Outsiders may still pigeonhole South Asian culture as bhangra and Bollywood, Punjabi MC and Priyanka Chopra, but, in truth, the region is rife with cultural variety. Pakistan’s electronic music scene is one of the most innovative in Asia. India’s rave scene has progressed rapidly. Politically conscious rap acts like Ahmer and Prabh Deep are rising up in Kashmir, Delhi and beyond.
In Sri Lanka, Bangladesh and Nepal, culture is thriving: club-heavy dubstep and D’n’B can be heard in the clubs while experimental techno and ambience can be found at festivals next to alternative folk music and blazing hard hip-hop.
There’s history here. For decades, South Asia has played host to pioneering acid house producers (Charanjit Singh), infectious future-facing disco (Rupa), anti-establishment punks (Hoirong, False Flag, Death by Fungi) and more indigenous artists than can be counted.
These scenes often aren’t celebrated outside of South Asia, let alone acknowledged. South Asian faces rarely get photoshoots and profiles, cover stories or recognition, despite the rise of artists like Nabihah Iqbal, Joy Crookes and the incomparable Anik Khan.
This disparity is why I created chalo – a new project from myself and The Jazz Diaries. It’s curated by label head Jitwam and aims to celebrate South Asia’s immense creativity. This week we released a compilation tape celebrating music by South Asian artists across the diaspora and in the region.
There isn’t one singular sound. chalo is a place where visceral hip-hop sits next to lo-fi electronica. Where Qawwali music – a form of Islamic devotional singing – can be heard next to a meditative string quartet. More than anything, it’s an introduction to the glut of South Asian artists.
Listen below and keep reading for a rundown of every artist on the tape.
Since electronic music became India’s de facto avenue to get rich in the industry, most have naturally strayed towards the booming scene. That makes it especially refreshing to hear someone shred the guitar like Kumar Shome. Having played alongside the likes of Sampa the Great, Mulatu Astake and The Cat Empire, Shome’s blend of jazz-funk asks, “what would Prince in a jazz band sound like?”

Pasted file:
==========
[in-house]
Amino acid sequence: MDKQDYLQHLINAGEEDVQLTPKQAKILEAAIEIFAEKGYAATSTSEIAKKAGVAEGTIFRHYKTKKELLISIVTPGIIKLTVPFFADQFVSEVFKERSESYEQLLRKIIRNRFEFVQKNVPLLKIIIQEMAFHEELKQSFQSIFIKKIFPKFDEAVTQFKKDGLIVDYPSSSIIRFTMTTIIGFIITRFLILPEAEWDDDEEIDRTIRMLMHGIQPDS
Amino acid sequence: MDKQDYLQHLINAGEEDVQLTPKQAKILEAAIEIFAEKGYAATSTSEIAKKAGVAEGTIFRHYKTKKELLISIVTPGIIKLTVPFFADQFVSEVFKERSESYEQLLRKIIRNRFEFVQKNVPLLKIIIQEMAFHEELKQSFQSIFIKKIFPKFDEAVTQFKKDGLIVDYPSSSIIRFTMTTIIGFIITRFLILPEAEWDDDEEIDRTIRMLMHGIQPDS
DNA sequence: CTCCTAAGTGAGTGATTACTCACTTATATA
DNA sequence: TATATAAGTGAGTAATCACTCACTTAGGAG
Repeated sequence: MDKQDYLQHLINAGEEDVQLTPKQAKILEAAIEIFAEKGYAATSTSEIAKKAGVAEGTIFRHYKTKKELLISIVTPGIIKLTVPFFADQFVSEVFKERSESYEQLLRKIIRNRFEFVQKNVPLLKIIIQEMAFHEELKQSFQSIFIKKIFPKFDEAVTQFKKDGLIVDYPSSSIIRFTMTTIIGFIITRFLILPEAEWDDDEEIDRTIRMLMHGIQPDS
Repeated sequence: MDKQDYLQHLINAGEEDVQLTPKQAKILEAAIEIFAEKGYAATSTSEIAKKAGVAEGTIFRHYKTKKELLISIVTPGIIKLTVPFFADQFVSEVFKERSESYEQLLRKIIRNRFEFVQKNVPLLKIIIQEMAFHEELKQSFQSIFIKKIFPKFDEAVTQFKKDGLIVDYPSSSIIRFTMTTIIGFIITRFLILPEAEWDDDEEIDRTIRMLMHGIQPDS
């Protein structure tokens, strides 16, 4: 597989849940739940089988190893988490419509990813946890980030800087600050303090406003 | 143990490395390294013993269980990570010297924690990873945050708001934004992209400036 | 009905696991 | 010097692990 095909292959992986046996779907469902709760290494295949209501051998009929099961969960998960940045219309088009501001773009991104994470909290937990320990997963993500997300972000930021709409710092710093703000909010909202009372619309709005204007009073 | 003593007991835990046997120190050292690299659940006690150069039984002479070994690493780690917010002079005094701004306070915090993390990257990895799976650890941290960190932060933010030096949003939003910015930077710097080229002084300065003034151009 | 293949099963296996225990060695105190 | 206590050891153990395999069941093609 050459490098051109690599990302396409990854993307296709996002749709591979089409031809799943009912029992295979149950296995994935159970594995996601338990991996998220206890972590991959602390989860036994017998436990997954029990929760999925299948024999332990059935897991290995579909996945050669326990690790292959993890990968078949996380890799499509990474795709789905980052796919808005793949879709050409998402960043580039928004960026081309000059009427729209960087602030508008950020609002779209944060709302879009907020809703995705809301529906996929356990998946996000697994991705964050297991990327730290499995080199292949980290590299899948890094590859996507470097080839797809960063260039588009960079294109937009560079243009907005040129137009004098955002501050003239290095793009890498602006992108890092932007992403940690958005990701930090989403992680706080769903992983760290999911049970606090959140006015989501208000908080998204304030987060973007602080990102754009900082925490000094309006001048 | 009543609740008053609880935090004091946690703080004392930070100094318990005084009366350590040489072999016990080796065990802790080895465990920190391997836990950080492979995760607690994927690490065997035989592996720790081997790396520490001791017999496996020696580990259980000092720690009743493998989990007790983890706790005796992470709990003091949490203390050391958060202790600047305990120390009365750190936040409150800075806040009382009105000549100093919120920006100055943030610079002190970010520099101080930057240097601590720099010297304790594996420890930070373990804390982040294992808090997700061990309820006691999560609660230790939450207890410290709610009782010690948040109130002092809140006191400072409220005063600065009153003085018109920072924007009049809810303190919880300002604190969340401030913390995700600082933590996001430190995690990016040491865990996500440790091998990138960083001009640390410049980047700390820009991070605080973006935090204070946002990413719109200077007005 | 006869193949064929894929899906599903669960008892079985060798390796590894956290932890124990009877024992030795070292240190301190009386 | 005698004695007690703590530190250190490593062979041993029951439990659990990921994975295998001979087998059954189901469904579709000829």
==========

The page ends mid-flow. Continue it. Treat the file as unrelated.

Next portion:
Sid Vashi’s genre-fusing music is wildly inventive, pulling from disparate strands to create beguilingly soothing melodies. On chalo, this comes to fruition with his radio edit of “Transmission”: glistening synths, a viscous bass and subdued hi-hats layered underneath high-pitched vocals.
Mumbai-based producer Nate08 has been a session bassist for years — you can find the name Nathan Thomas scattered across jazz-funk and singer-songwriter releases in the Indian alternative scene. As a solo artist, there are very few producers in India – arguably even South Asia – who possess his output, melding together wobbling basslines and funk-filled production for a sound that falls somewhere in between desert disco and stoner-doom.
London-based multi-instrumentalist Aroop’s amalgamation of house, disco and broken beat may sound familiar, but nestled deep within each track are the production skills of a highly-skilled artist who draws from Afrobeat, Latin, funk and jazz.
It's hard to quantify Janoobi Khargosh's sound. Nothing in South Asia sounds like this band and its synth-pop of soft guitars and dreamy vocals. Their 2019 album Strangers has been aptly compared to Tame Impala and frontman Waleed Ahmed to Kevin Parker, but that would do an unimaginative disservice to both parties.
A multi-hyphenate artist who flits between disciplines and excels at them all, KAVYA has skirted the edges of the male-dominated music scene for far too long. After gaining recognition as part of the band MOSKO, she’s now carving out her own lane with sweetly alluring alt-pop.
Ethnomusicologist, festival curator, musician, archivist, DJ, producer, singer-songwriter – Natasha Noorani does it all. The Lahore-based musician is the founder of festival Lahore Music Meet and has a side project as Peshkash, archiving Pakistani musical history and ensuring that the rich Qawwali sounds that come from the country aren’t hidden or forgotten. She’s basically holding up the Pakistani cultural scene on her shoulders.
Vancouver-based musician Ujjy has only one full-length album to his name – the achingly vulnerable thank god 4 death, in which he weaves his parents’ voices through his dark, depressive R&B.
Karachi-based producer Asfandyar Khan (AKA TMPST) creates ambient textural tracks and hard-hitting techno. A stalwart leader of the country’s music scene, TMPST has been around for over a decade, and his influence is felt all over the country’s music industry.
MC Kash doesn’t release music anymore. His 2010 song, “I Protest”, brought such furore from an authoritarian Indian government unwilling to allow Kashmiris a voice in a secular, democratic country that they raided his studio. Since then, he’s kept a low profile and his confidantes close because with every incident in Kashmir – and there are a lot – his name is brought up. Without his leadership, many of Kashmir’s musicians wouldn’t exist today.